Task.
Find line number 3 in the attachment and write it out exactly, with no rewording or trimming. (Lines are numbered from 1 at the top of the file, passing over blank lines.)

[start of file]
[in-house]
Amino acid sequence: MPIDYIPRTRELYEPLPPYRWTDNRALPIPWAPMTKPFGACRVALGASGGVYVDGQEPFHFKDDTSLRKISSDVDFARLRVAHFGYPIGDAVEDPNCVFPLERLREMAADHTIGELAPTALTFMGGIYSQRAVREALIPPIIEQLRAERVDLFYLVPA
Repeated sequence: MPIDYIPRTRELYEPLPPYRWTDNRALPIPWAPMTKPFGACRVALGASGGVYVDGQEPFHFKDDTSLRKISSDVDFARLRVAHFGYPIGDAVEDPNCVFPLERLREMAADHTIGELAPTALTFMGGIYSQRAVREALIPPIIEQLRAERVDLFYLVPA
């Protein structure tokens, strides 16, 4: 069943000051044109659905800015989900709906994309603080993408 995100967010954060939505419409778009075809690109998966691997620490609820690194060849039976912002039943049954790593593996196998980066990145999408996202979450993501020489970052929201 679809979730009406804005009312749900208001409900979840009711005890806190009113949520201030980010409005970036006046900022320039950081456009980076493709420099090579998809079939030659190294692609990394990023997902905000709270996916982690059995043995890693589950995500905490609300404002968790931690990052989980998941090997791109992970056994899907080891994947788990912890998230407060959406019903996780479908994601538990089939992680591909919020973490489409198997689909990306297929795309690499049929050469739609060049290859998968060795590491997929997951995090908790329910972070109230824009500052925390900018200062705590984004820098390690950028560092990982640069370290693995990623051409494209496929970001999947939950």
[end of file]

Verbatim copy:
Repeated sequence: MPIDYIPRTRELYEPLPPYRWTDNRALPIPWAPMTKPFGACRVALGASGGVYVDGQEPFHFKDDTSLRKISSDVDFARLRVAHFGYPIGDAVEDPNCVFPLERLREMAADHTIGELAPTALTFMGGIYSQRAVREALIPPIIEQLRAERVDLFYLVPA